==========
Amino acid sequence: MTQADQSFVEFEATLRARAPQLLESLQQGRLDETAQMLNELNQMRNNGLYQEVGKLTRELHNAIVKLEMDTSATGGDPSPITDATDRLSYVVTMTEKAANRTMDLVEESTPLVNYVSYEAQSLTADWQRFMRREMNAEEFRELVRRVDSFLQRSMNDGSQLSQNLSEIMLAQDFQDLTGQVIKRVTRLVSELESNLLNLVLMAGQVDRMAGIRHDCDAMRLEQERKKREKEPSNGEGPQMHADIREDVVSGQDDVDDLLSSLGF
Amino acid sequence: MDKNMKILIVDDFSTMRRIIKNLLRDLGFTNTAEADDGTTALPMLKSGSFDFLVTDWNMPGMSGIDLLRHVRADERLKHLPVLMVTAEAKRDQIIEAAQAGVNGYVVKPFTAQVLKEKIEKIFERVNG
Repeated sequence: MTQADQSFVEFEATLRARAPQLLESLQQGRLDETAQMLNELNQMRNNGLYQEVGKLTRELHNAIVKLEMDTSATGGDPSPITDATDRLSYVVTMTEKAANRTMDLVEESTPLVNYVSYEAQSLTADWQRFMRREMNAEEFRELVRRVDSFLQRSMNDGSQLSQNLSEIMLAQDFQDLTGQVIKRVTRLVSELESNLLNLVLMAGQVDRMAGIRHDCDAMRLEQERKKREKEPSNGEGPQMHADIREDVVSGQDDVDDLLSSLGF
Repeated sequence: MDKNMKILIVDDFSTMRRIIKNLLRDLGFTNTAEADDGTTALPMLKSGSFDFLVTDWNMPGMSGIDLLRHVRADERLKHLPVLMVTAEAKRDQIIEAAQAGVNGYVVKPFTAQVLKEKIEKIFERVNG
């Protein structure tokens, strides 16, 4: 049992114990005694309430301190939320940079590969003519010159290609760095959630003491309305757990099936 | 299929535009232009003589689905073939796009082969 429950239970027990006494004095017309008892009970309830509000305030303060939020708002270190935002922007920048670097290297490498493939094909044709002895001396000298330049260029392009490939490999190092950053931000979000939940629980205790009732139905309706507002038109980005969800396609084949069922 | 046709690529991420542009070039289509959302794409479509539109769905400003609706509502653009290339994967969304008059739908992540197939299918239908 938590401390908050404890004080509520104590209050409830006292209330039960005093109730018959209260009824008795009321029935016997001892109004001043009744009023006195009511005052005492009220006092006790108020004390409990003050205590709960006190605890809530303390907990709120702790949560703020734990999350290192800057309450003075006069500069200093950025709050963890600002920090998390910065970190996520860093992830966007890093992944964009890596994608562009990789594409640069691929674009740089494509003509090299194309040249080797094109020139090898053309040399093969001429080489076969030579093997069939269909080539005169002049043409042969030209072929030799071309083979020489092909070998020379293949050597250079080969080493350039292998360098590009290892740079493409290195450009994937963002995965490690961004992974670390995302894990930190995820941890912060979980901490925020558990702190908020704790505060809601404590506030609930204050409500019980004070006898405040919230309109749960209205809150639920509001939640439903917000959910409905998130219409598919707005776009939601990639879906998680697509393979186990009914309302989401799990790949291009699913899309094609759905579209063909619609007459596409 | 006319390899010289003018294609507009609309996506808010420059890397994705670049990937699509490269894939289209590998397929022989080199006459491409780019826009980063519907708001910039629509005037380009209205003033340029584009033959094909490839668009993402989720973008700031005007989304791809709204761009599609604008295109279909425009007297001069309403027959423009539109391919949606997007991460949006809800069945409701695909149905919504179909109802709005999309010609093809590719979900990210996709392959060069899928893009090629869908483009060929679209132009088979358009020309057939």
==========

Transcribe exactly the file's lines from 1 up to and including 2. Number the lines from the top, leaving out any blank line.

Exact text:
Amino acid sequence: MTQADQSFVEFEATLRARAPQLLESLQQGRLDETAQMLNELNQMRNNGLYQEVGKLTRELHNAIVKLEMDTSATGGDPSPITDATDRLSYVVTMTEKAANRTMDLVEESTPLVNYVSYEAQSLTADWQRFMRREMNAEEFRELVRRVDSFLQRSMNDGSQLSQNLSEIMLAQDFQDLTGQVIKRVTRLVSELESNLLNLVLMAGQVDRMAGIRHDCDAMRLEQERKKREKEPSNGEGPQMHADIREDVVSGQDDVDDLLSSLGF
Amino acid sequence: MDKNMKILIVDDFSTMRRIIKNLLRDLGFTNTAEADDGTTALPMLKSGSFDFLVTDWNMPGMSGIDLLRHVRADERLKHLPVLMVTAEAKRDQIIEAAQAGVNGYVVKPFTAQVLKEKIEKIFERVNG